Value in Diverse Perspectives
Participation from a variety of people bringing a diverse set of experience, expertise and perspectives to the process yields higher quality and more comprehensive findings.
Application Threat Modeling Approach
There is no single best approach to threat modeling. The right approach for your team is the one that works; it has been adopted, is consistently practiced across the organization and results in changes that improve overall security posture.
When it comes to its application threat modeling services, Kroll aims to strike a balance that is accessible, scalable, educational, useful and agile. It’s integrated into two complementary processes supported by a defined methodology, guiding resources, standard operating procedures and tools.
Process 1: Common Weaknesses and Controls
Although systems differ in architecture, features and technology, many security-critical aspects are common.
Finding and addressing threats in each of these common areas follow well-known patterns and best practices.
Vendor solutions and tooling help automate this process and make application threat modeling accessible for all, and easy for any development team to implement.
Configuration and Deployment Management
Authentication and Authorization
Process 2: Abuse Case and Business Logic
Abuse case and business logic threat modeling focuses on the unique application and system threats resulting from a business logic design. These types of attacks and vulnerabilities are not discoverable by automated solutions, as they lack the context to effectively identify the issue.
Threat Modeling Part of a Cyber Risk Retainer
Kroll offers a robust but flexible Cyber Risk Retainer that can adapt to your business while providing you with prioritized access to Kroll’s elite digital forensics and incident response team to identify, respond, contain and remediate an incident. The retainer can include threat modeling services as well as penetration testing, red team and tabletop exercises and even litigation support, regardless of your existing security stack.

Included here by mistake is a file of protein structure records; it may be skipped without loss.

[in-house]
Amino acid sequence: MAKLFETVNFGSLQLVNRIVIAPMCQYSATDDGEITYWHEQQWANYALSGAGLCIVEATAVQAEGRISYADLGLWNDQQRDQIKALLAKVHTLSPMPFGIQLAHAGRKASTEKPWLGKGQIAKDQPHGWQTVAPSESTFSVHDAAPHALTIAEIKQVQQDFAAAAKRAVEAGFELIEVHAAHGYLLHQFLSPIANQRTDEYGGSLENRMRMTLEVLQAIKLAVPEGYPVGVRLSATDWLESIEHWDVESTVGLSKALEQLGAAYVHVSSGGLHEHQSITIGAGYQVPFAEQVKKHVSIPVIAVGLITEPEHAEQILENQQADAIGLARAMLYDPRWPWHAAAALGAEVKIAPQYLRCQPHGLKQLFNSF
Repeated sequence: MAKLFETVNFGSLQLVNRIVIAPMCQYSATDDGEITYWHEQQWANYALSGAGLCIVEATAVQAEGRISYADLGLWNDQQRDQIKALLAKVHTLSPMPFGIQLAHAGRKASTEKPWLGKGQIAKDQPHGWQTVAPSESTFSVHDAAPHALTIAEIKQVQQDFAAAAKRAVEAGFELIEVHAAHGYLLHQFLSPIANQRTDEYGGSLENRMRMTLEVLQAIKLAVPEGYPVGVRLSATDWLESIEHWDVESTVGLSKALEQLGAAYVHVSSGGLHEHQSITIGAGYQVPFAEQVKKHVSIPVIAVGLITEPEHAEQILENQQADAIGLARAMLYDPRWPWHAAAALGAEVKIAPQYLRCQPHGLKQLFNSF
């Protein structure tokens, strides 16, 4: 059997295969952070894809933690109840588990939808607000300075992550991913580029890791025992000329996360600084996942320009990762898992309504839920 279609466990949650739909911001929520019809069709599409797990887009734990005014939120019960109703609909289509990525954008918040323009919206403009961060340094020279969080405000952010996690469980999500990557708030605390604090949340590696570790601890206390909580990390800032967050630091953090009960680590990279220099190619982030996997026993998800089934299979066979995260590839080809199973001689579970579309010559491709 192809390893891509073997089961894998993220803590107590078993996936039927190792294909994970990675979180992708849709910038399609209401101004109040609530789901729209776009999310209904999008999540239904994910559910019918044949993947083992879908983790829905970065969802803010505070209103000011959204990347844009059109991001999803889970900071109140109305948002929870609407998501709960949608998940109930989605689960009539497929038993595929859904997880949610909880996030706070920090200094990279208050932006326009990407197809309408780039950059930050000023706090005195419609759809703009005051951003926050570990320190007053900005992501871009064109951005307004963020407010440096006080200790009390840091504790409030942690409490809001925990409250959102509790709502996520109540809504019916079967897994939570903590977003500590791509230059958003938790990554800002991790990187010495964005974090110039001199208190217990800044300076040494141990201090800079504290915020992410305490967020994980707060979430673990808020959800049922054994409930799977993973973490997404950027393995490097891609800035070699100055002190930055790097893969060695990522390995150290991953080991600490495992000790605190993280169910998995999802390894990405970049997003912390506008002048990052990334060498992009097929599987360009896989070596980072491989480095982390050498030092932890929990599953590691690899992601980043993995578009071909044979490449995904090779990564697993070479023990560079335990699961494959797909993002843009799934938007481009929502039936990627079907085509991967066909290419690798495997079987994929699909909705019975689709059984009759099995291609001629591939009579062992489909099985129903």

Who We Are
Kroll’s solutions deliver a powerful competitive advantage, enabling faster, smarter and more sustainable decisions related to risk, governance and growth.
Serving clients in 140 countries across six continents, and spanning nearly every industry and sector, our proprietary data, technology and insights help our clients stay ahead of today’s complex demands.
Increased Cyber Resilience with a Cyber Risk Retainer
Kroll delivers more than a typical incident response retainer—secure a true cyber risk retainer with elite digital forensics and incident response capabilities and maximum flexibility for proactive and notification services.
Frequently Asked Questions
What is the purpose of threat modeling?
Threat modeling is a structured process for identifying and mitigating potential security issues early in the development process when they are relatively easy and more cost-effective to resolve. Threat modeling helps development teams understand the attack surface and identify entry points attackers can use to breach an application.
Do I need special threat modeling tools?
Yes. Threat modeling requires specific tools and techniques that allow developers and software architects to identify potential threats and put controls in place to detect or counteract those threats.
How should I assess the effectiveness of threat modeling?
Part of the threat modeling process includes creating and reviewing a risk matrix, which is used to determine if a threat is adequately mitigated. OWASP and other industry standards provide guidance on the threat modeling process and how it complements application security on the whole.